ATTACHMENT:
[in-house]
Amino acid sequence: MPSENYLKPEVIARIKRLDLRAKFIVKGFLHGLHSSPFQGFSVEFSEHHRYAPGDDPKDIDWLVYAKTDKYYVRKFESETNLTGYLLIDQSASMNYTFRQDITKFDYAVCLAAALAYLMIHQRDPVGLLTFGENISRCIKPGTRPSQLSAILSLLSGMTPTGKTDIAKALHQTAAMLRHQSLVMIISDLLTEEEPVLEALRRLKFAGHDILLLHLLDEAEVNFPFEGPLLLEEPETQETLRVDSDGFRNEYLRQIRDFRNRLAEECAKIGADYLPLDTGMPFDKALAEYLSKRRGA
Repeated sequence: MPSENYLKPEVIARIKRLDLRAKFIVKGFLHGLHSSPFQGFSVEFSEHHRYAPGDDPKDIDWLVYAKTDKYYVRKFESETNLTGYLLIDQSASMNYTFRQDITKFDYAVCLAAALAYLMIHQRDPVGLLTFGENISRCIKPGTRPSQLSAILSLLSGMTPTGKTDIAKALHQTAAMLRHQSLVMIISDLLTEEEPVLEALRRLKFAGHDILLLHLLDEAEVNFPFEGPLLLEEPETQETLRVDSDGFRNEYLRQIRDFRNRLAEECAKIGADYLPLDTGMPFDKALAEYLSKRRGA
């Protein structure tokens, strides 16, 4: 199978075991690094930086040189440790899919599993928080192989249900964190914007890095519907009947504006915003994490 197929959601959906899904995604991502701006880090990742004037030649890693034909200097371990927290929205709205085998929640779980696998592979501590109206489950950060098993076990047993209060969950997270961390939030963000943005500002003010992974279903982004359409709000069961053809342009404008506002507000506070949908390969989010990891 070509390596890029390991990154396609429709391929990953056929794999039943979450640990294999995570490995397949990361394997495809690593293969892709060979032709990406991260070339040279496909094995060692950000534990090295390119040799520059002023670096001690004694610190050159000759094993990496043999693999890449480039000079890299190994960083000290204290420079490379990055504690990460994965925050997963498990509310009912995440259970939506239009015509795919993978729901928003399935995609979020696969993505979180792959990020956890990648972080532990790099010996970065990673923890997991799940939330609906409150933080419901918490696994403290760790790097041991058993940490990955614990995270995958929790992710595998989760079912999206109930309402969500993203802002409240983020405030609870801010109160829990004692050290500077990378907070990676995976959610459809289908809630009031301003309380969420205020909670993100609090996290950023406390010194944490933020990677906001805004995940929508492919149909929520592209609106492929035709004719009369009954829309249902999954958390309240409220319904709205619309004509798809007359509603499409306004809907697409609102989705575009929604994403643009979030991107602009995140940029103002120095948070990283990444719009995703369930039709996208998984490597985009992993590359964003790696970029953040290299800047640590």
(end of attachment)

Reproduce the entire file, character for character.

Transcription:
[in-house]
Amino acid sequence: MPSENYLKPEVIARIKRLDLRAKFIVKGFLHGLHSSPFQGFSVEFSEHHRYAPGDDPKDIDWLVYAKTDKYYVRKFESETNLTGYLLIDQSASMNYTFRQDITKFDYAVCLAAALAYLMIHQRDPVGLLTFGENISRCIKPGTRPSQLSAILSLLSGMTPTGKTDIAKALHQTAAMLRHQSLVMIISDLLTEEEPVLEALRRLKFAGHDILLLHLLDEAEVNFPFEGPLLLEEPETQETLRVDSDGFRNEYLRQIRDFRNRLAEECAKIGADYLPLDTGMPFDKALAEYLSKRRGA
Repeated sequence: MPSENYLKPEVIARIKRLDLRAKFIVKGFLHGLHSSPFQGFSVEFSEHHRYAPGDDPKDIDWLVYAKTDKYYVRKFESETNLTGYLLIDQSASMNYTFRQDITKFDYAVCLAAALAYLMIHQRDPVGLLTFGENISRCIKPGTRPSQLSAILSLLSGMTPTGKTDIAKALHQTAAMLRHQSLVMIISDLLTEEEPVLEALRRLKFAGHDILLLHLLDEAEVNFPFEGPLLLEEPETQETLRVDSDGFRNEYLRQIRDFRNRLAEECAKIGADYLPLDTGMPFDKALAEYLSKRRGA
């Protein structure tokens, strides 16, 4: 199978075991690094930086040189440790899919599993928080192989249900964190914007890095519907009947504006915003994490 197929959601959906899904995604991502701006880090990742004037030649890693034909200097371990927290929205709205085998929640779980696998592979501590109206489950950060098993076990047993209060969950997270961390939030963000943005500002003010992974279903982004359409709000069961053809342009404008506002507000506070949908390969989010990891 070509390596890029390991990154396609429709391929990953056929794999039943979450640990294999995570490995397949990361394997495809690593293969892709060979032709990406991260070339040279496909094995060692950000534990090295390119040799520059002023670096001690004694610190050159000759094993990496043999693999890449480039000079890299190994960083000290204290420079490379990055504690990460994965925050997963498990509310009912995440259970939506239009015509795919993978729901928003399935995609979020696969993505979180792959990020956890990648972080532990790099010996970065990673923890997991799940939330609906409150933080419901918490696994403290760790790097041991058993940490990955614990995270995958929790992710595998989760079912999206109930309402969500993203802002409240983020405030609870801010109160829990004692050290500077990378907070990676995976959610459809289908809630009031301003309380969420205020909670993100609090996290950023406390010194944490933020990677906001805004995940929508492919149909929520592209609106492929035709004719009369009954829309249902999954958390309240409220319904709205619309004509798809007359509603499409306004809907697409609102989705575009929604994403643009979030991107602009995140940029103002120095948070990283990444719009995703369930039709996208998984490597985009992993590359964003790696970029953040290299800047640590």